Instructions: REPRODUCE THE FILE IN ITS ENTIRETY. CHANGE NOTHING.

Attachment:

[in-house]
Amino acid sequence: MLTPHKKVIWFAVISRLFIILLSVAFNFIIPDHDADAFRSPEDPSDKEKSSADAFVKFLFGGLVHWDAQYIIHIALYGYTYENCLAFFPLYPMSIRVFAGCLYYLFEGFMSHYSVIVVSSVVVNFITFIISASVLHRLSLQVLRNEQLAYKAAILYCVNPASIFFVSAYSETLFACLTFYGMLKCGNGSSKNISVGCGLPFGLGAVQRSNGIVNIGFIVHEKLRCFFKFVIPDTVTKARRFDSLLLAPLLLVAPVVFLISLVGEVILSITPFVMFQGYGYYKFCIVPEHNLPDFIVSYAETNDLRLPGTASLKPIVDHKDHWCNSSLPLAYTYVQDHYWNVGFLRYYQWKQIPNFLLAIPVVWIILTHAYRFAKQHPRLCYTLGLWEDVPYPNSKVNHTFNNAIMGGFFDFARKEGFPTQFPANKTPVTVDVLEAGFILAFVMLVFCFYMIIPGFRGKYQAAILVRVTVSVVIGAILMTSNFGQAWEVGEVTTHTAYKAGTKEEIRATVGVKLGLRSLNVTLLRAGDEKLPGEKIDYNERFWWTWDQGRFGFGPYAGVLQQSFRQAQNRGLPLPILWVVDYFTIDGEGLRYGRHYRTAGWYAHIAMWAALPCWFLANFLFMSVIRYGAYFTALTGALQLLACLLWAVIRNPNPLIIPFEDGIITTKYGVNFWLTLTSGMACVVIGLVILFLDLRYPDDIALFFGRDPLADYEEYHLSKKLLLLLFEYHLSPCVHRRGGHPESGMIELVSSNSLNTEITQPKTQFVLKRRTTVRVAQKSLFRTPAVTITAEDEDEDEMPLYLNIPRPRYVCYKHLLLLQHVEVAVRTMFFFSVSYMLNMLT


[in-house]
Amino acid sequence: MLTPHKKVIWFAVISRLFIILLSVAFNFIIPDHDADAFRSPEDPSDKEKSSADAFVKFLFGGLVHWDAQYIIHIALYGYTYENCLAFFPLYPMSIRVFAGCLYYLFEGFMSHYSVIVVSSVVVNFITFIISASVLHRLSLQVLRNEQLAYKAAILYCVNPASIFFVSAYSETLFACLTFYGMLKCGNGSSKNISVGCGLPFGLGAVQRSNGIVNIGFIVHEKLRCFFKFVIPDTVTKARRFDSLLLAPLLLVAPVVFLISLVGEVILSITPFVMFQGYGYYKFCIVPEHNLPDFIVSYAETNDLRLPGTASLKPIVDHKDHWCNSSLPLAYTYVQDHYWNVGFLRYYQWKQIPNFLLAIPVVWIILTHAYRFAKQHPRLCYTLGLWEDVPYPNSKVNHTFNNAIMGGFFDFARKEGFPTQFPANKTPVTVDVLEAGFILAFVMLVFCFYMIIPGFRGKYQAAILVRVTVSVVIGAILMTSNFGQAWEVGEVTTHTAYKAGTKEEIRATVGVKLGLRSLNVTLLRAGDEKLPGEKIDYNERFWWTWDQGRFGFGPYAGVLQQSFRQAQNRGLPLPILWVVDYFTIDGEGLRYGRHYRTAGWYAHIAMWAALPCWFLANFLFMSVIRYGAYFTALTGALQLLACLLWAVIRNPNPLIIPFEDGIITTKYGVNFWLTLTSGMACVVIGLVILFLDLRYPDDIALFFGRDPLADYEEYHLSKKLLLLLFEYHLSPCVHRRGGHPESGMIELVSSNSLNTEITQPKTQFVLKRRTTVRVAQKSLFRTPAVTITAEDEDEDEMPLYLNIPRPRYVCYKHLLLLQHVEVAVRTMFFFSVSYMLNMLT